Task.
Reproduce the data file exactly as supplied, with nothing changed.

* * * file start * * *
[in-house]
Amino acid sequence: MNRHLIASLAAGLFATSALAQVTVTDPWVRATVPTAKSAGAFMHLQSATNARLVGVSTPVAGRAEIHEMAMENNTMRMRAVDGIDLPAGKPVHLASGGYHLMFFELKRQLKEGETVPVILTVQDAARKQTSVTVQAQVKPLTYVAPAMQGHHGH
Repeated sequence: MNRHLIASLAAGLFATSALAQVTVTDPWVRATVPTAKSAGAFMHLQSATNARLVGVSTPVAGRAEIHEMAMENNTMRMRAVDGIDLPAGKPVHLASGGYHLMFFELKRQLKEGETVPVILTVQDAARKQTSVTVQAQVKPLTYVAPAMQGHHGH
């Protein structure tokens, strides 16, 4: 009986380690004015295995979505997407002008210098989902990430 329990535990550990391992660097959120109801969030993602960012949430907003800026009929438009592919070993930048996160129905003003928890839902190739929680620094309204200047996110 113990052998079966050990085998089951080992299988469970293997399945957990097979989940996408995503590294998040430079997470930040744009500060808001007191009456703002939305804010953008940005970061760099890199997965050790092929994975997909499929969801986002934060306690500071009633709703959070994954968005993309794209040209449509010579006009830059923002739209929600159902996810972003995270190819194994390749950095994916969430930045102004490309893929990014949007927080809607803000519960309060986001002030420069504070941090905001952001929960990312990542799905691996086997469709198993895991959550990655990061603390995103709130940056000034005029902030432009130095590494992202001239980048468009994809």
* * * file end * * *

[in-house]
Amino acid sequence: MNRHLIASLAAGLFATSALAQVTVTDPWVRATVPTAKSAGAFMHLQSATNARLVGVSTPVAGRAEIHEMAMENNTMRMRAVDGIDLPAGKPVHLASGGYHLMFFELKRQLKEGETVPVILTVQDAARKQTSVTVQAQVKPLTYVAPAMQGHHGH
Repeated sequence: MNRHLIASLAAGLFATSALAQVTVTDPWVRATVPTAKSAGAFMHLQSATNARLVGVSTPVAGRAEIHEMAMENNTMRMRAVDGIDLPAGKPVHLASGGYHLMFFELKRQLKEGETVPVILTVQDAARKQTSVTVQAQVKPLTYVAPAMQGHHGH
């Protein structure tokens, strides 16, 4: 009986380690004015295995979505997407002008210098989902990430 329990535990550990391992660097959120109801969030993602960012949430907003800026009929438009592919070993930048996160129905003003928890839902190739929680620094309204200047996110 113990052998079966050990085998089951080992299988469970293997399945957990097979989940996408995503590294998040430079997470930040744009500060808001007191009456703002939305804010953008940005970061760099890199997965050790092929994975997909499929969801986002934060306690500071009633709703959070994954968005993309794209040209449509010579006009830059923002739209929600159902996810972003995270190819194994390749950095994916969430930045102004490309893929990014949007927080809607803000519960309060986001002030420069504070941090905001952001929960990312990542799905691996086997469709198993895991959550990655990061603390995103709130940056000034005029902030432009130095590494992202001239980048468009994809």